... On other subjects, I was paging through some books and magazines today and came across some intriguing ideas. One was an article about how there are now contagious cancers - cancer has evolved to transmit itself as a contagion from like hosts, like a parasite. What a chilling thought. (This was a David Quammen article in a recent Harpers.) Another was, again, Quammen - D has been urging him on me - in his collection of essays, The Flight of the Iguana. Quammen, a science journalist writes about the hypothesis of someone named J.E. Lovelock, that Gaia - planet Earth itself - is a single great animate being, with the ability to regulate itself in such a way as to support life, including human life. . Lovelock's hypothesis is overly rosy, in Quammen's view. Lovelock seems to think that all the degradations that humans inflict on the material world, even to the point of nuclear holocaust, Gaia can over time repair. I like Quammen's conclusion, "But the question that nags me is this. When humanity's earthly misbehavior has progressed to the point where even our farts [earlier he discusses methane gas] can't redeem us, won't Gaia simply cure herself of Homo sapiens?”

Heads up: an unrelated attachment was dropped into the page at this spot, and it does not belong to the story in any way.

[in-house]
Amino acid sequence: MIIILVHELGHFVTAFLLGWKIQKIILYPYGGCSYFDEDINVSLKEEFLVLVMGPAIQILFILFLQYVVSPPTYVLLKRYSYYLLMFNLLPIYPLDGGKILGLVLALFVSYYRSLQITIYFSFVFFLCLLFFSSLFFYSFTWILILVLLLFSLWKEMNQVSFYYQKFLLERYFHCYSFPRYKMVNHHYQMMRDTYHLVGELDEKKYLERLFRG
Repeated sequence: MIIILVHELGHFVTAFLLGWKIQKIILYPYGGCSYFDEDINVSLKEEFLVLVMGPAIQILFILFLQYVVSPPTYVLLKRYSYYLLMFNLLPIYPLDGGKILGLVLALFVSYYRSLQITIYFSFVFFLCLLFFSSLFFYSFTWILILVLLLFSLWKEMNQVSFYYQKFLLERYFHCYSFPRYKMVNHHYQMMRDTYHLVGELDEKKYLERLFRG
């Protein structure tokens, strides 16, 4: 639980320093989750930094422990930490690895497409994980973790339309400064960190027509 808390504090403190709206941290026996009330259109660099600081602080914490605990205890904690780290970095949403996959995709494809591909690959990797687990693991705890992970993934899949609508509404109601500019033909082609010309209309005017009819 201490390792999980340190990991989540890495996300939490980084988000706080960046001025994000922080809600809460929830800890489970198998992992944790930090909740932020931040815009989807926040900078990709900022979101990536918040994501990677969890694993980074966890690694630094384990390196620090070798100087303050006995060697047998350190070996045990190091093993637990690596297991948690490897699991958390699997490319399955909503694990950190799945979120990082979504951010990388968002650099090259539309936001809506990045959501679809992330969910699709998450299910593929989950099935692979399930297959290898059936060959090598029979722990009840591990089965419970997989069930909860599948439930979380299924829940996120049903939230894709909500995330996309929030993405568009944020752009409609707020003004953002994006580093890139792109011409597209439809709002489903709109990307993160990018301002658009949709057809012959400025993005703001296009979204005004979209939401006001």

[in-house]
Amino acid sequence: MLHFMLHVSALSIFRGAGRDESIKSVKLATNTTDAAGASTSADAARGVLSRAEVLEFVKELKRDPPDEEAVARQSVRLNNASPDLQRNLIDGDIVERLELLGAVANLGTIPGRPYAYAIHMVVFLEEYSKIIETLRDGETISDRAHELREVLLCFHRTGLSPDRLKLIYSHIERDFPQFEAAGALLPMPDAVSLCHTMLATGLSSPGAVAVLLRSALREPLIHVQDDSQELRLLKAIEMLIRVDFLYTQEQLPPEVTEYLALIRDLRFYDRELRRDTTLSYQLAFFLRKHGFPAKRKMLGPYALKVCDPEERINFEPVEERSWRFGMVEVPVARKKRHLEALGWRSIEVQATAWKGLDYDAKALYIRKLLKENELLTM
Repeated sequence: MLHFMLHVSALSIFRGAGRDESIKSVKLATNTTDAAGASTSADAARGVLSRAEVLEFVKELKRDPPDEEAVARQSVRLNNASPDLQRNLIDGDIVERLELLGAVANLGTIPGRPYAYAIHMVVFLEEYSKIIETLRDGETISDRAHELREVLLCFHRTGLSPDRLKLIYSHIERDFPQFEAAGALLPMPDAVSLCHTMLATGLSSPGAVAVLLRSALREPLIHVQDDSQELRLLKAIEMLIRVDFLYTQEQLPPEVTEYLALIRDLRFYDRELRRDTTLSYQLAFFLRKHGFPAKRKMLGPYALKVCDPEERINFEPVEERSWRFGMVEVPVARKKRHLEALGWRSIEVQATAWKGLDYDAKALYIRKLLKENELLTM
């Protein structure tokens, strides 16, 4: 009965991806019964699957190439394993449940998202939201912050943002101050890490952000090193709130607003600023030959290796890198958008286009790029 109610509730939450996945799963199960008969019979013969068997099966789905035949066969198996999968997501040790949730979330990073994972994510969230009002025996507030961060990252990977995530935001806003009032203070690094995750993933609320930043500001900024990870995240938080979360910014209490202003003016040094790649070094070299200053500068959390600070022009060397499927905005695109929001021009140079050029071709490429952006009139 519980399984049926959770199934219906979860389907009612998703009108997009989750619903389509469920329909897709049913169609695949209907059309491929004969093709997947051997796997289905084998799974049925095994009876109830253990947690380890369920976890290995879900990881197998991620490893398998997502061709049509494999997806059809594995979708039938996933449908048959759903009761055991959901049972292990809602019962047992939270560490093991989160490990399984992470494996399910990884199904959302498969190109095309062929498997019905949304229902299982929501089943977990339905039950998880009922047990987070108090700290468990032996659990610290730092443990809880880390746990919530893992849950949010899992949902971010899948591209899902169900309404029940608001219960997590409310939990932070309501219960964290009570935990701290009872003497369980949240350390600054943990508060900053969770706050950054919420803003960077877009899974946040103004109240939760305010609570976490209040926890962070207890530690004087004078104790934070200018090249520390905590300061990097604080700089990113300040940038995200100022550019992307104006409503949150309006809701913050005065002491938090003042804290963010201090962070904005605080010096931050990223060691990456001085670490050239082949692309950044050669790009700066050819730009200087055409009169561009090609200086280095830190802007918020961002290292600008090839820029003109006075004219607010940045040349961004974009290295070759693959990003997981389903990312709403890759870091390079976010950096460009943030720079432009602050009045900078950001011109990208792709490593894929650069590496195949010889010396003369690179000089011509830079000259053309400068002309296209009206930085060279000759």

I just found it intriguing to muse on that, with Gaia being a possible example of "Mind" (as is - of course - God), that is not human mind.
title line from Paul Simon's American Tune, which played on WKZE as I worked on this post